Author Topic: Fate of unbelief  (Read 2945 times)

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Offline francis drake

Re: Fate of unbelief
« Reply #80 on: June 01, 2018, 02:41:44 PM »

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Hi Frances
Thank you for your reply we also need to remember the difference between an apostle and a disciple a disciple is one who follows a apostle is one who is sent if he is sent someone most send him give him a command do you think the apostles could have refused to go.
Of course the apostles could refuse to go. You have given no evidence otherwise.
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I am not saying there is no freewill all the disciples used it to accept or reject Christ freewill is essential if we are to love God as he wants us to.
What I am saying there are certain people whom God has chosen to do certain things to further his plan it you don't believe me read the story of Jonah he tried to refuse but God brought him back and used him to preach to Nineveh.
You misuse Jonah again and again Dave. In fact the book of Jonah is one of the best illustrations of man's freewill before God.

As a prophet of God, the Lord had high expectations of Jonah, his servant.-

Lk12v......... For unto whomsoever much is given, of him shall be much required: and to whom men have committed much, of him they will ask the more.

But despite that, Jonah still retained freewill, otherwise he would never have been able to flee from the Lord!
Jonah was offended that God wanted him to bring a word to Israel's enemies, so headed off in the opposite direction.

I am sure that many have been convicted of something by the Lord, often more than once, and then using human reason have watered it down and out of existence.
So God set out to persuade Jonah, using his flight as an outreach to the sailors. Realising that his own selfishness had put the lives of these men at risk. If Jonah stayed with the ship, he would drown along with the crew anyway, so Jonah was left with the only moral freewill decision.-

Jonah1v12?Pick me up and throw me into the sea,? he replied, ?and it will become calm. I know that it is my fault that this great storm has come upon you.?

But note their response.


13Instead, the men did their best to row back to land. But they could not, for the sea grew even wilder than before. 14Then they cried out to the Lord, ?Please, Lord, do not let us die for taking this man?s life. Do not hold us accountable for killing an innocent man, for you, Lord, have done as you pleased.? 15Then they took Jonah and threw him overboard, and the raging sea grew calm. 16At this the men greatly feared the Lord, and they offered a sacrifice to the Lord and made vows to him.

Because of God's foreknowledge, Jonah's freewill decision to run away led to the acknowledgement of the Lord by these pagans.

Having been swallowed by a great fish, Jonah comes to his senses and repents before the Lord. The fish vomits Jonah up and Jonah then returns to the prophetic call.

You cannot use this to show Jonah had no freewill when the text shows otherwise.
Disturb us Lord, when we are too pleased with ourselves. When our dreams have come true because we dreamed too little. When we arrived safely because we sailed too close to the shore. Disturb us Lord, to dare more boldly. To venture on wider seas. Where storms will show your mastery; Where, losing sight of land, we shall find the stars. We ask you to push back the horizons of our hopes; And to push into the future, in strength, courage, hope and love.                     (SIR FRANCIS DRAKE 1577)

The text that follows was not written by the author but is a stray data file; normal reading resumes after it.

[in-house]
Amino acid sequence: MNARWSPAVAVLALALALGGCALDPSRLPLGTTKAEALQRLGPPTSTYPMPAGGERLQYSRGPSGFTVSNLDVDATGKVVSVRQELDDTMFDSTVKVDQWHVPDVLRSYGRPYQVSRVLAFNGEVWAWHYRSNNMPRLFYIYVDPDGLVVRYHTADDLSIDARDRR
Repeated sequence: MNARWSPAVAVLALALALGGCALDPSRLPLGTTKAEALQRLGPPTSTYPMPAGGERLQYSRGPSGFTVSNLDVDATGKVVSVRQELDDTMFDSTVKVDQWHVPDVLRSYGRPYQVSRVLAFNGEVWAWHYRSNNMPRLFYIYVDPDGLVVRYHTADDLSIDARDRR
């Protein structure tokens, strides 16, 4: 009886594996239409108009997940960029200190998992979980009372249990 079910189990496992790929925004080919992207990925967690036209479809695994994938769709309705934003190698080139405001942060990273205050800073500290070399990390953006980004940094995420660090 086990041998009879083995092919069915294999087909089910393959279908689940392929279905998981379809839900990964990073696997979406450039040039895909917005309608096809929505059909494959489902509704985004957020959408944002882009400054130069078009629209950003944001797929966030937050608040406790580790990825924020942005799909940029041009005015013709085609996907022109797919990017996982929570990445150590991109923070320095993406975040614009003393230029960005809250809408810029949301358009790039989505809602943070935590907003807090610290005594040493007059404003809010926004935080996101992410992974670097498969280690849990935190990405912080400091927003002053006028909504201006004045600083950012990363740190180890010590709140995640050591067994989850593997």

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Offline davetaff

Re: Fate of unbelief
« Reply #81 on: June 01, 2018, 06:40:33 PM »
Hi Frances
Thank you for your reply which proves absolutely nothing the story of Jonah is easy to understand God said to Jonah to go Nineveh and Jonah said no  and did a runner but God brought him back in so doing he overrode his freewill.

You said
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.Of course the apostles could refuse to go. You have given no evidence otherwise       

You have given no evidence they could I have proven with scripture that certain people are chosen by God and there is nothing in scripture that they refused to do what he wanted.

Those who are chosen were predestined from the foundation of the world to do the will of God.

.   Mat 20:16 So the last shall be first, and the first last: for many be called, but few chosen. View more

Mat 22:14 For many are called, but few are chosen. View more

Mar 13:20 And except that the Lord had shortened those days, no flesh should be saved: but for the elect's sake, whom he hath chosen, he hath shortened the days
  Joh 15:16 Ye have not chosen me, but I have chosen you, and ordained you, that ye should go and bring forth fruit, and that your fruit should remain: that whatsoever ye shall ask of the Father in my name, he may give it you   


I know you don't like the idea of God overriding people's freewill but you can't go against scripture.

Love and Peace
Dave

Offline Tes Johnson

Re: Fate of unbelief
« Reply #82 on: June 02, 2018, 12:53:09 AM »
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Hi Frances
Thank you for your reply which proves absolutely nothing the story of Jonah is easy to understand God said to Jonah to go Nineveh and Jonah said no  and did a runner but God brought him back in so doing he overrode his freewill.

Or Jonah changed his mind
..or a mixture of both [though God will never force a person against their will - He can change their will]  but that's another topic...






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